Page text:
I was inspired to write this post after attending a dinner party where the topic of my profession came up in get-to-know-you conversation. After some brief small-talk, here’s how it went down.
Me: So, what do you do for a living?
Her: I work for the airlines?
Me: Oh, cool, that must be fun to travel all over the world, huh?
Her: Yes, I really enjoy it. What do you do?
Me: I work in human resources.
(Insert sound of figurative gun loading and the Great Wall of China going up between us).
Her: Oh, so you fire people.
So this is the point of the conversation where I had to hold back because this is around the thousandth time someone had said that. I calmly explained that while I am involved in terminations, it makes up a fraction of the work I do.
When I walked away from our conversation I spent the better part of the evening coming up with explanations as to how she got that perception of HR. Surely, she must have either been terminated by an HR professional or had a family, friend or coworker recant their horror story firing in which someone from HR was involved.
Those of us in HR know that terminations are a part of our job but not all of it. We aren’t sitting in our office planning out how our day of endless terminations will go. I mean, c’mon, if you enjoy firing people you may have a few screws loose–either that or Simon Cowell is on your speed dial.
So how do we change HR’s image to our employees?
Here’s what others are saying.
Amanda McGrory-Dixon suggests in her article entitled How to get past the negative HR reputation that HR can counter the negativity by “increasing their presence in positive situations rather than those that call for unfortunate outcomes. ” Sounds like an oversimplified approach but it definitely makes sense.
Here’s how to make that happen.
Walk around the office (and smile), make small talk, ask employees about their weekend plans or how their sick family member is doing. Let them see that HR is interacting with people and nothing negative is happening. Be involved in team-building activities and recognition ceremonies. The more you show that HR is there for positive things, the more comfortable they’ll feel when they need to go to you for something or you call them to your office.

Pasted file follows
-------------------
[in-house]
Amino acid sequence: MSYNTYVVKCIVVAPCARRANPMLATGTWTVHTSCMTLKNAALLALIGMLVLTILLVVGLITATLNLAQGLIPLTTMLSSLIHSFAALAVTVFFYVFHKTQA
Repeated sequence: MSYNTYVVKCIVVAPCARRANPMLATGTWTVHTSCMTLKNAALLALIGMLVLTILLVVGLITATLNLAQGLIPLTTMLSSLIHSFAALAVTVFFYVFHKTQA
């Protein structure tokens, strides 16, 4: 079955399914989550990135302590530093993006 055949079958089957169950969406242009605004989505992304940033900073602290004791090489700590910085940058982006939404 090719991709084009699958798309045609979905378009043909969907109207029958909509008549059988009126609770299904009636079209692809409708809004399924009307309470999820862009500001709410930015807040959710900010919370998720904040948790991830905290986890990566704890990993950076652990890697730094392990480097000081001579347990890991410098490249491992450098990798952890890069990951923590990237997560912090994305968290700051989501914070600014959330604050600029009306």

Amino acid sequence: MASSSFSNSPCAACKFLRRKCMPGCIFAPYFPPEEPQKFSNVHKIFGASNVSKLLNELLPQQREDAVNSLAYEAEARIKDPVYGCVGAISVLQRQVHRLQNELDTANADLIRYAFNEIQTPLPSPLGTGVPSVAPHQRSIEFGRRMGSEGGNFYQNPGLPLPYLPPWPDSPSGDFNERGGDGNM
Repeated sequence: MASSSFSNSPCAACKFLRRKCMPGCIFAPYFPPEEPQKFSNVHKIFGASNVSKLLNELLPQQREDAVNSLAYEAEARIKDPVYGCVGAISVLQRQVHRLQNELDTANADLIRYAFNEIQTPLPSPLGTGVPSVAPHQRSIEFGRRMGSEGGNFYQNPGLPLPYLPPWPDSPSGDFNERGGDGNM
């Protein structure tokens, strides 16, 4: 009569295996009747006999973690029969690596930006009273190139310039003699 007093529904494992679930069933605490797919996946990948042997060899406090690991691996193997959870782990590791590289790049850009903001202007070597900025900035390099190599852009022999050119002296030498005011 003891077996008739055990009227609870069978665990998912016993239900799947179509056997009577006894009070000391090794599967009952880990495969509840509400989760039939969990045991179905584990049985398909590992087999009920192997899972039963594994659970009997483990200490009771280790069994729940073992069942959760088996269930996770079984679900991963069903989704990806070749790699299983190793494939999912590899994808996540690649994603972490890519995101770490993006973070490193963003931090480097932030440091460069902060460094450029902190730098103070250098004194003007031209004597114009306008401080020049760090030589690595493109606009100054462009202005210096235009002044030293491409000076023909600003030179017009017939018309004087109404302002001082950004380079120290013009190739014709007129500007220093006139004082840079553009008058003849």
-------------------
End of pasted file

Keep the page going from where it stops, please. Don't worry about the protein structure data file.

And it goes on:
Stephanie Hammerwold, in her post for @Blogging4Jobs entitled Creating a Good Reputation for HR says that we can get past a negative view of HR by being more accessible. If you’re the sole HR person for a company with multiple sites like a retail chain, make set days and times that you are available for questions or concerns. If you have to, bring a folding table and chair. Set up shop and let employees know that it is their time to have face time with HR. This way, you’re more approachable and they see you as a positive force within the company.
Stephanie also says that we can create a more positive image for HR by focusing on benefits and incentives. “When you are visiting with employees, ask about benefits. Find out what they want.” Maybe pet insurance or a discount for cell phones are really important to them. If you can show you are listening to them and implement some of their ideas you’ve just won yourself an internal cheerleader–someone who can help to sell your ideas to to their coworkers.
So why does all of this matter? I mean, does changing HR’s perception really help us and our companies? The answer is yes.
When you are able to portray HR as positive you’ll have a better shot at getting buy-in for initiatives from management and employees will feel more comfortable bringing concerns to you like experiencing harassment or issues with their manager.
Oh, and hopefully at your next dinner party when you meet someone and say you work in HR and they won’t picture you as the lead in a firing squad.